20 October 2017 © David Eyre
The Malaysian Government will resume the search for the missing Malaysia Airlines flight MH370, after agreeing to a “no find, no fee” arrangement with Ocean Infinity, a US-based seabed exploration company.
Australia will provide technical assistance, at the request of the Malaysian government.
MH370 mystery disappearance
Flight MH370, a Boeing 777-200ER registered 9M-MRO, disappeared on 8 March 2014, while flying from Kuala Lumpur, Malaysia to Beijing, China with 227 passengers and 12 crew aboard.
It has become one of the greatest mysteries in aviation history, and the biggest and most expensive serach in history, estimated to cost $200 million, with authorities unsuccessfully searching 120,000 square kilometres of the ocean floor after a fruitless air and surface search by ships and aircraft.
The initial search was led by the Malaysian Government, focused on the Gulf of Thailand, where MH370’s transponder last transmitted. However, the Malaysian military tracked the aircraft passing west, back over Malaysia, and then south, so another search area was added over the northern part of the Indian Ocean.
Following analysis of ACARS satellite data, it was found that MH370 continued to fly for over six hours after contact was lost. The available data indicated the aircraft entered the sea close to a long but narrow arc of the southern Indian Ocean, so the search efforts focused there.
An extensive search and rescue effort was undertaken by military and civilian aircraft and ships from several countries, but no debris was located.
In Western Australia, the search aircraft operated during March and April 2014, from RAAF Base Learmonth near Exmouth as well as RAAF Base Pearce (north of Perth) and Perth Airport.
On 31 March 2014, following an extensive sea and air search, the Malaysian Government accepted the Australian government’s offer to take the lead in the search and recovery operation in the southern Indian Ocean in support of the Malaysian accident investigation.On behalf of Australia, the Australian Transport Safety Bureau (ATSB) is leading search operations for MH370 in the southern Indian Ocean.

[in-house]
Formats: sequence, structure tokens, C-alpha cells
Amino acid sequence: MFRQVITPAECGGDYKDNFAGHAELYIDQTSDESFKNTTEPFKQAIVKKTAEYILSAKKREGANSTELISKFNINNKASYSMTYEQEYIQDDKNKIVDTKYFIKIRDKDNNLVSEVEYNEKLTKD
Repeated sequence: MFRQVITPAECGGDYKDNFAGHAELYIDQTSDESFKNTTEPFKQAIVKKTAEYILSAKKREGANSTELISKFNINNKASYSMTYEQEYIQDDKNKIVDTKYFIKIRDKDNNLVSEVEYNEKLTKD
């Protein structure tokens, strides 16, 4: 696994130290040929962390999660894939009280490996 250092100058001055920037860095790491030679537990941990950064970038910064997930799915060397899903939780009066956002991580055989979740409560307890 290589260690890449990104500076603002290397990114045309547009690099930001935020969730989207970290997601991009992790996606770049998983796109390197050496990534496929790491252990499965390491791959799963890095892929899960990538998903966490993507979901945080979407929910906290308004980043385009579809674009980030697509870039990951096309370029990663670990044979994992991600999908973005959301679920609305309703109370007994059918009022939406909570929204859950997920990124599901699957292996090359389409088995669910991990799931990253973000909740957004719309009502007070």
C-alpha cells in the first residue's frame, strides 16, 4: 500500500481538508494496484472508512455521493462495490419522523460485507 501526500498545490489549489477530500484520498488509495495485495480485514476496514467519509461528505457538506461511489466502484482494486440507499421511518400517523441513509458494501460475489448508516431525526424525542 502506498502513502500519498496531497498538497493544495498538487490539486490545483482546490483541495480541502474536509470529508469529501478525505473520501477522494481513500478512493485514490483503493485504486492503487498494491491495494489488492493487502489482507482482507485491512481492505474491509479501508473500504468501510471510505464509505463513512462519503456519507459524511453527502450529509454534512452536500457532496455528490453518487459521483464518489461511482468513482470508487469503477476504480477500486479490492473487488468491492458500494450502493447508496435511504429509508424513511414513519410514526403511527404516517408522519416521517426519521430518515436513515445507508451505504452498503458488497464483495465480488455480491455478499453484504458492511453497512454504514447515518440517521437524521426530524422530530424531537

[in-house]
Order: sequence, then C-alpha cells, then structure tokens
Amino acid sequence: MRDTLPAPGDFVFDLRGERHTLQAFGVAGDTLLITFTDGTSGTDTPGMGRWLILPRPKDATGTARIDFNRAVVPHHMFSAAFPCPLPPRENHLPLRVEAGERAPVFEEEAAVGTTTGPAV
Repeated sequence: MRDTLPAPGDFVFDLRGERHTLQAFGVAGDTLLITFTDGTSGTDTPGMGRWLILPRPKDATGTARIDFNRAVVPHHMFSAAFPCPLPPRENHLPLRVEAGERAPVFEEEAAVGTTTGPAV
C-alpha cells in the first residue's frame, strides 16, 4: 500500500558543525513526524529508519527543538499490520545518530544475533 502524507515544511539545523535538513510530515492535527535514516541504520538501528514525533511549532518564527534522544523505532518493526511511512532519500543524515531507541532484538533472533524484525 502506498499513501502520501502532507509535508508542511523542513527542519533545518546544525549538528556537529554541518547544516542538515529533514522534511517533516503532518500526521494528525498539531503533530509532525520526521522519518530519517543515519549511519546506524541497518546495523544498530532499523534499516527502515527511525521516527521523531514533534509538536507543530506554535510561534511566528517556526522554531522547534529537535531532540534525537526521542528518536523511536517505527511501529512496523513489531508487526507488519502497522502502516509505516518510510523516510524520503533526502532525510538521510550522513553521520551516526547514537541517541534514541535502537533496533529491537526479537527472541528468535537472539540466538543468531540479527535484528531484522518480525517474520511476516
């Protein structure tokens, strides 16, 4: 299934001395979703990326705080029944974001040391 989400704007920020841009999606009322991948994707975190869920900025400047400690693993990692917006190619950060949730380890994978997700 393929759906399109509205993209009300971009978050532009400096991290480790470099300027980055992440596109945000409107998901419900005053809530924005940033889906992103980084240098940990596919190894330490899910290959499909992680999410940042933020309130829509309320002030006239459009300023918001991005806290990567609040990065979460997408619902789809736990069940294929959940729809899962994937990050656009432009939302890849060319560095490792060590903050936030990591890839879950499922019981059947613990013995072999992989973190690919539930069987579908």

At a meeting of Ministers from Malaysia, Australia and the People’s Republic of China held on 22 July 2016, it was agreed that should the aircraft not be located in the current search area, and in the absence of credible new evidence leading to the identification of a specific location of the aircraft, the search would be suspended upon completion of the current search area.
On 20 December 2016, the ATSB suggested a new, smaller search area of 25,000 square kilometres.
The Australian, Malaysian and Chinese governments issued a joint statement on 17 January 2017, that the search was suspended.
ATSB final report
In August 2017, the Australian Transport Safety Bureau reported that new evidence had narrowed the search area down to an area half the size of Melbourne, centred on a position at 35.6°S, 92.8°E.
French military satellite images of floating objects – some man made – in the southern Indian Ocean taken a couple of weeks after the disappearance of MH370 are thought to indicate the crash site. These images were disregarded by the Malaysian authorities (the ATSB was not involved at that time).
At least 20 parts from the aircraft have washed up on the shores of Madagascar and Reunion Island off the African coast and extensive drift modelling has been undertaken to try to confirm the crash location.